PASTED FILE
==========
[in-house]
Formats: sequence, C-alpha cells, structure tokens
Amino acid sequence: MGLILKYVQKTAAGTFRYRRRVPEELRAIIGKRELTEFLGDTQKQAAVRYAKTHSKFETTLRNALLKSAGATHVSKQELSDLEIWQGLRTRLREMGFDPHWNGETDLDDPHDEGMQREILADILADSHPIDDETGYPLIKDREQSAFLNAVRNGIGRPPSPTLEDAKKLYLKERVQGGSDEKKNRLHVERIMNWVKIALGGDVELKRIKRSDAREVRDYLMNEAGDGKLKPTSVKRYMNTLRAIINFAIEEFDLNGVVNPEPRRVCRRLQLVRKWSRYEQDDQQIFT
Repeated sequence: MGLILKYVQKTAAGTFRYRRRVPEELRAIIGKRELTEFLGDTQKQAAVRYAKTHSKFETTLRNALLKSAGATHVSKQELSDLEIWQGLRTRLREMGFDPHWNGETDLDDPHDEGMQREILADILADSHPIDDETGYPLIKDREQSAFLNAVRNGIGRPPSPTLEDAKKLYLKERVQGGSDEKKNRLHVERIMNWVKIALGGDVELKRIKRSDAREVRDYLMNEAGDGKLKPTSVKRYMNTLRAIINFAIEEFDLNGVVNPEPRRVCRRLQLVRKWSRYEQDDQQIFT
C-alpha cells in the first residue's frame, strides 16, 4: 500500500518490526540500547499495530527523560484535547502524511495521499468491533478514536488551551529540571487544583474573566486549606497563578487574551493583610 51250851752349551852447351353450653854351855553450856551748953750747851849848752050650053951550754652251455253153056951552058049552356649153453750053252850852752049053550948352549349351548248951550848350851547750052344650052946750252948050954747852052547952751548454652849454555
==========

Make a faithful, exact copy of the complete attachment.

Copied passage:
[in-house]
Formats: sequence, C-alpha cells, structure tokens
Amino acid sequence: MGLILKYVQKTAAGTFRYRRRVPEELRAIIGKRELTEFLGDTQKQAAVRYAKTHSKFETTLRNALLKSAGATHVSKQELSDLEIWQGLRTRLREMGFDPHWNGETDLDDPHDEGMQREILADILADSHPIDDETGYPLIKDREQSAFLNAVRNGIGRPPSPTLEDAKKLYLKERVQGGSDEKKNRLHVERIMNWVKIALGGDVELKRIKRSDAREVRDYLMNEAGDGKLKPTSVKRYMNTLRAIINFAIEEFDLNGVVNPEPRRVCRRLQLVRKWSRYEQDDQQIFT
Repeated sequence: MGLILKYVQKTAAGTFRYRRRVPEELRAIIGKRELTEFLGDTQKQAAVRYAKTHSKFETTLRNALLKSAGATHVSKQELSDLEIWQGLRTRLREMGFDPHWNGETDLDDPHDEGMQREILADILADSHPIDDETGYPLIKDREQSAFLNAVRNGIGRPPSPTLEDAKKLYLKERVQGGSDEKKNRLHVERIMNWVKIALGGDVELKRIKRSDAREVRDYLMNEAGDGKLKPTSVKRYMNTLRAIINFAIEEFDLNGVVNPEPRRVCRRLQLVRKWSRYEQDDQQIFT
C-alpha cells in the first residue's frame, strides 16, 4: 500500500518490526540500547499495530527523560484535547502524511495521499468491533478514536488551551529540571487544583474573566486549606497563578487574551493583610 51250851752349551852447351353450653854351855553450856551748953750747851849848752050650053951550754652251455253153056951552058049552356649153453750053252850852752049053550948352549349351548248951550848350851547750052344650052946750252948050954747852052547952751548454652849454555